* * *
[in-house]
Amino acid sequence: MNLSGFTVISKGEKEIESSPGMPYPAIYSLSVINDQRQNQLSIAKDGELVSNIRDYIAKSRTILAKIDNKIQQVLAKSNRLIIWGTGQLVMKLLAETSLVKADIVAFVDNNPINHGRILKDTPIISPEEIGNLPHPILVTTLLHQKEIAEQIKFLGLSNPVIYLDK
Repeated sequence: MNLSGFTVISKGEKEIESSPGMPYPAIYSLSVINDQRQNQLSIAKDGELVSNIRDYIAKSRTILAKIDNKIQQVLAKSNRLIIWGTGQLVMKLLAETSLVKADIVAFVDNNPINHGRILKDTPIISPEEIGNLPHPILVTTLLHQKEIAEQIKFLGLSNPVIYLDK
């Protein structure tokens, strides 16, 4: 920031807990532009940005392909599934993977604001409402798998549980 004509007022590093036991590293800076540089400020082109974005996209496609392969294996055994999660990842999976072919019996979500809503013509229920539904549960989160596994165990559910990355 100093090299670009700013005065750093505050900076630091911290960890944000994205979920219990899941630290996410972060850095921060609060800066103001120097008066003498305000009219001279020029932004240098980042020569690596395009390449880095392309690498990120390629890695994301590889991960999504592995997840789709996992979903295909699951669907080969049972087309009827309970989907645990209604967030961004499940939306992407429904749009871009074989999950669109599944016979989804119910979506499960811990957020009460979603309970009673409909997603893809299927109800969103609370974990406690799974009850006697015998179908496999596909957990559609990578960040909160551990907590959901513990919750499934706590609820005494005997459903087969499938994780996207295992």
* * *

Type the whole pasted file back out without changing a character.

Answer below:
[in-house]
Amino acid sequence: MNLSGFTVISKGEKEIESSPGMPYPAIYSLSVINDQRQNQLSIAKDGELVSNIRDYIAKSRTILAKIDNKIQQVLAKSNRLIIWGTGQLVMKLLAETSLVKADIVAFVDNNPINHGRILKDTPIISPEEIGNLPHPILVTTLLHQKEIAEQIKFLGLSNPVIYLDK
Repeated sequence: MNLSGFTVISKGEKEIESSPGMPYPAIYSLSVINDQRQNQLSIAKDGELVSNIRDYIAKSRTILAKIDNKIQQVLAKSNRLIIWGTGQLVMKLLAETSLVKADIVAFVDNNPINHGRILKDTPIISPEEIGNLPHPILVTTLLHQKEIAEQIKFLGLSNPVIYLDK
């Protein structure tokens, strides 16, 4: 920031807990532009940005392909599934993977604001409402798998549980 004509007022590093036991590293800076540089400020082109974005996209496609392969294996055994999660990842999976072919019996979500809503013509229920539904549960989160596994165990559910990355 100093090299670009700013005065750093505050900076630091911290960890944000994205979920219990899941630290996410972060850095921060609060800066103001120097008066003498305000009219001279020029932004240098980042020569690596395009390449880095392309690498990120390629890695994301590889991960999504592995997840789709996992979903295909699951669907080969049972087309009827309970989907645990209604967030961004499940939306992407429904749009871009074989999950669109599944016979989804119910979506499960811990957020009460979603309970009673409909997603893809299927109800969103609370974990406690799974009850006697015998179908496999596909957990559609990578960040909160551990907590959901513990919750499934706590609820005494005997459903087969499938994780996207295992």